80% of food and drink adverts in Norway promote unhealthy nutrition

Junk food Norway
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According to a new study conducted by the Oslo Metropolitan University (OsloMet), 8 out of 10 food and drink advertisements aimed at children in Norway violate WHO guidelines and promote unhealthy nutrition. The research used the CLICK framework – a tool that helps monitor and restrict marketing of unhealthy products to children, developed by the WHO European Office for the Prevention and Control of Noncommunicable Diseases.

Norway Junk food
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Researchers have mapped the current digital marketing landscape of food and drinks directed at children aged 3–17 years in Norway, revealing that the majority of the products advertised were foods and beverages high in fat, salt and sugar. While most of these should not be promoted to a young audience, according to WHO guidelines, only 9% of them were deemed unacceptable under the guidelines currently in effect in Norway.

“Protecting children and adolescents from marketing of harmful products online is critical,” underscores Professor Knut-Inge Klepp, Executive Director of Mental and Physical Health at the Norwegian Institute of Public Health, “This report demonstrates that many children and adolescents are not sufficiently protected by current guidelines in Norway, and the study results can be used to inform and adjust national regulations.”

Digital marketing contributes to unhealthy eating habits in children

The WHO European Region continues to struggle with high rates of childhood obesity in many countries. There is overwhelming evidence that the marketing of foods and beverages high in saturated fat, trans-fatty acids, free sugars or salt (HFSS) influences a child’s knowledge, attitudes and food preferences. Consumption of these promoted products is associated with increased risk of overweight and obesity. Obesity in children is a risk factor for noncommunicable diseases, many of which are preventable if major risk factors and behaviours are addressed during childhood.

Norway junk food

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Childhood obesity is a growing challenge in Norway, where approximately 24% of boys and 22% of girls in primary school live with overweight or obesity, as do around 25% of adolescents in the country. Moreover, the prevalence of overweight and obesity in children has not decreased over the past decade, and health authorities are interested in identifying the role that marketing of unhealthy products plays in this regard.

“Authorities should review the regulations and the age limits,” says Kamilla Knutsen Steinnes of Consumption Research Norway (SIFO), OsloMet. “Norway’s guidelines should be better aligned with WHO guidelines. Today, only children under the age of 13 are protected by current guidelines, whereas it is actually adolescents over the age of 13 who are most frequently subjected to advertising. All children need to be protected online.”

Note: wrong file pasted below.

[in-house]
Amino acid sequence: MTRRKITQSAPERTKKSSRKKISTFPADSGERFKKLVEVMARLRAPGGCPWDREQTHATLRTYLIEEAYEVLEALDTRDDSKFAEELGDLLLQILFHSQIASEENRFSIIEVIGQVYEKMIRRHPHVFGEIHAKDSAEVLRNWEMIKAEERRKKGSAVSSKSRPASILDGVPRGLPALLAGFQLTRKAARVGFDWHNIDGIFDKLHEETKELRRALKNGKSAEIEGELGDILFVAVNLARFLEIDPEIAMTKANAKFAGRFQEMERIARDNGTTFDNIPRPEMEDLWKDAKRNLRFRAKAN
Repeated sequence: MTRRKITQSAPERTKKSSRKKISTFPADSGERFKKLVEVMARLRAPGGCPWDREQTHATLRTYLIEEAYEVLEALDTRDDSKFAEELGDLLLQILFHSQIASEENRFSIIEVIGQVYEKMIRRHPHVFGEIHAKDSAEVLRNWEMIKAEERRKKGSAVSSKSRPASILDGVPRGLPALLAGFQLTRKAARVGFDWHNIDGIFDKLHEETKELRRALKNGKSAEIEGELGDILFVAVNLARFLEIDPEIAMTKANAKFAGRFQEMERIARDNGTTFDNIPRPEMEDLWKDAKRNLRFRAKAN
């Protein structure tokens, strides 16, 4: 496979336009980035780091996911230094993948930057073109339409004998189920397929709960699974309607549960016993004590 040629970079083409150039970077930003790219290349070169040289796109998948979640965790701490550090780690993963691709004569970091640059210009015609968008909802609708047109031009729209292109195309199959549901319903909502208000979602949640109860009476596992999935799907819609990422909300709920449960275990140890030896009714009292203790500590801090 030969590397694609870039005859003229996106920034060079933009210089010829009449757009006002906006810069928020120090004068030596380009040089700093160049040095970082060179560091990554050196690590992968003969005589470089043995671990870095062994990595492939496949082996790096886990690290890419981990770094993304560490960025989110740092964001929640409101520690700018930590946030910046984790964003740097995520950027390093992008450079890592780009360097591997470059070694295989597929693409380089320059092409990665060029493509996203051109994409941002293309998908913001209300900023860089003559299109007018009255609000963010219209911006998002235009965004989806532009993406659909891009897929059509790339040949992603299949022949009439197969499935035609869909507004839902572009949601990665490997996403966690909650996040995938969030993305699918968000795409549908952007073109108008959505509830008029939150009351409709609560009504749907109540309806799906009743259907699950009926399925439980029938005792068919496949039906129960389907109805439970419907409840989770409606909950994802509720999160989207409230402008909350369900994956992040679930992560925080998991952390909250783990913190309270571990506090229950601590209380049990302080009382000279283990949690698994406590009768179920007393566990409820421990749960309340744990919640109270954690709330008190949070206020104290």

Pilot study with impressive results

The study conducted in Norway uses the CLICK monitoring framework, developed by WHO/Europe, which comprises five steps, adaptable to national contexts. Norway is the first of the participating countries to successfully complete the third step of the framework (Investigate exposure) by collecting data on paid advertisements directly from devices used by children.

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“Since the digital landscape is constantly changing, it is difficult to gain good insight without monitoring the children”, says Vilde Haugrønning from OsloMet. “We have used the best method available at present.”

The results of this pilot mapping of advertisement data from the mobile phones of 47 participating children show that 1 in 10 out of the total 5076 captured advertisements promoted food and drink products, primarily unhealthy ones, and that the children spent an average of 13 seconds viewing an advertisement.

Focus on paid advertising

While this study focuses only on the impact of paid advertising, the CLICK monitoring framework also offers additional protocols to monitor indirect marketing, such as advertisements made by celebrities and social media influencers. Indirect advertising of unhealthy products to children by influencers with an immense reach is often difficult to recognize as marketing, which makes it highly problematic. It could mean that the extent to which children are being subjected to advertisements of unhealthy products is even greater than described in the report.

“This new study completed by Norway using the WHO/Europe CLICK framework provides some of the most convincing data we have seen so far to demonstrate the extent of this issue,” says Dr Kremlin Wickramasinghe, Acting Programme Manager for Nutrition, Physical Activity and Obesity, WHO Regional Office for Europe. “It reminds us that we must consider how suitable the current policies are for protecting children in the WHO European Region from marketing pressure.”

The report suggests that Norwegian guidelines should be better aligned with WHO guidelines through redefining and improving regulation to protect children from unacceptable promotion of unhealthy products online. In early March the report will be presented to government officials in a meeting hosted by the Ministry of Children and Families in Norway.

See also related stories:

Monitoring and restricting digital marketing of unhealthy products to children and adolescents (2019)

Nordic countries publish new protocol for monitoring food marketing to children

Mapping the landscape of digital food marketing: Investigating exposure of digital food and drink advertisements to Norwegian children and adolescents